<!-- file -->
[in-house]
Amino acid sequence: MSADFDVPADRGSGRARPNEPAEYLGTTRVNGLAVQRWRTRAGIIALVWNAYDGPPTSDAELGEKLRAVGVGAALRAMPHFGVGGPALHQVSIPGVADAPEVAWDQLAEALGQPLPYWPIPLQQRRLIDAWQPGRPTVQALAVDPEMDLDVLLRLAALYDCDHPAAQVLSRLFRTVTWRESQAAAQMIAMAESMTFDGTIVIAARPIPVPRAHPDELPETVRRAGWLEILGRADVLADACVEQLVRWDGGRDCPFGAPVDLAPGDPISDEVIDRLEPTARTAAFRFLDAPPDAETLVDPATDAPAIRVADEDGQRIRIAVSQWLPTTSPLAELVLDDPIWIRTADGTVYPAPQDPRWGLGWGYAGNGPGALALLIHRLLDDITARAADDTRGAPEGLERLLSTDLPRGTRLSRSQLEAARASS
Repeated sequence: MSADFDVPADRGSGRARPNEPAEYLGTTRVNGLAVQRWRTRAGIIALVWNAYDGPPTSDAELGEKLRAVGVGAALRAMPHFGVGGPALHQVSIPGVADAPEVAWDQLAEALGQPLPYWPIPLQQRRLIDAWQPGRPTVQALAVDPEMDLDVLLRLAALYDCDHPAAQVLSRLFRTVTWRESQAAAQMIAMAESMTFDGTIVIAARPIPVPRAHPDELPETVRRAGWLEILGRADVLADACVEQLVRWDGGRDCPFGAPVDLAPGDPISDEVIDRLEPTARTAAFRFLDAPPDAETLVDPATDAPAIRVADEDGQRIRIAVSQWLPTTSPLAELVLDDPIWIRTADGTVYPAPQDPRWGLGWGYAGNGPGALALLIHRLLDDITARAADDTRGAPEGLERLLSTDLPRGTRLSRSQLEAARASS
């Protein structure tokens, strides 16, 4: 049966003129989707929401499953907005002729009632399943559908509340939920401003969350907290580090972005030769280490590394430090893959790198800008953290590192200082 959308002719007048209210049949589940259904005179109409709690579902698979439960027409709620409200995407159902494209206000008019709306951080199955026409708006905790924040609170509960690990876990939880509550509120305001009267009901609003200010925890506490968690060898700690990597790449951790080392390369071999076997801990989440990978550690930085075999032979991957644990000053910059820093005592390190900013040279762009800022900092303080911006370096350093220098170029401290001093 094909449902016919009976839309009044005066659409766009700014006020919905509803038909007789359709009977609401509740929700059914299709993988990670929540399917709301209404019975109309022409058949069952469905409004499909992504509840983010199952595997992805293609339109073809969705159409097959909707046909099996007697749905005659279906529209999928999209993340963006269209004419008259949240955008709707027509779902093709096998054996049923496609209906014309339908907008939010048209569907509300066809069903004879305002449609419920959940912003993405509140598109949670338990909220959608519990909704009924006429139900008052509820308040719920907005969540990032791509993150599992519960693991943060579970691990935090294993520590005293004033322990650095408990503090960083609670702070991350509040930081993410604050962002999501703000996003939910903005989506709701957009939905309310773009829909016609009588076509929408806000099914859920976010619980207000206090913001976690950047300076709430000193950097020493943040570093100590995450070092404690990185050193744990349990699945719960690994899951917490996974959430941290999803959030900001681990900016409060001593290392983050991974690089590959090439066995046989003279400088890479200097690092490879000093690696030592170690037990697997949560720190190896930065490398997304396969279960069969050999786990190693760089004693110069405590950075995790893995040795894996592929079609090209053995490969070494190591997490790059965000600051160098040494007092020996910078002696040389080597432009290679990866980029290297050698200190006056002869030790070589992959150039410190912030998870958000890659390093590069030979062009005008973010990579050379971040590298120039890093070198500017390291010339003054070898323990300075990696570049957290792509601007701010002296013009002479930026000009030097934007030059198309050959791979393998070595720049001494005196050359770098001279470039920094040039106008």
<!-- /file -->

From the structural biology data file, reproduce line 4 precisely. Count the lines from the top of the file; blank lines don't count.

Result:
């Protein structure tokens, strides 16, 4: 049966003129989707929401499953907005002729009632399943559908509340939920401003969350907290580090972005030769280490590394430090893959790198800008953290590192200082 959308002719007048209210049949589940259904005179109409709690579902698979439960027409709620409200995407159902494209206000008019709306951080199955026409708006905790924040609170509960690990876990939880509550509120305001009267009901609003200010925890506490968690060898700690990597790449951790080392390369071999076997801990989440990978550690930085075999032979991957644990000053910059820093005592390190900013040279762009800022900092303080911006370096350093220098170029401290001093 094909449902016919009976839309009044005066659409766009700014006020919905509803038909007789359709009977609401509740929700059914299709993988990670929540399917709301209404019975109309022409058949069952469905409004499909992504509840983010199952595997992805293609339109073809969705159409097959909707046909099996007697749905005659279906529209999928999209993340963006269209004419008259949240955008709707027509779902093709096998054996049923496609209906014309339908907008939010048209569907509300066809069903004879305002449609419920959940912003993405509140598109949670338990909220959608519990909704009924006429139900008052509820308040719920907005969540990032791509993150599992519960693991943060579970691990935090294993520590005293004033322990650095408990503090960083609670702070991350509040930081993410604050962002999501703000996003939910903005989506709701957009939905309310773009829909016609009588076509929408806000099914859920976010619980207000206090913001976690950047300076709430000193950097020493943040570093100590995450070092404690990185050193744990349990699945719960690994899951917490996974959430941290999803959030900001681990900016409060001593290392983050991974690089590959090439066995046989003279400088890479200097690092490879000093690696030592170690037990697997949560720190190896930065490398997304396969279960069969050999786990190693760089004693110069405590950075995790893995040795894996592929079609090209053995490969070494190591997490790059965000600051160098040494007092020996910078002696040389080597432009290679990866980029290297050698200190006056002869030790070589992959150039410190912030998870958000890659390093590069030979062009005008973010990579050379971040590298120039890093070198500017390291010339003054070898323990300075990696570049957290792509601007701010002296013009002479930026000009030097934007030059198309050959791979393998070595720049001494005196050359770098001279470039920094040039106008």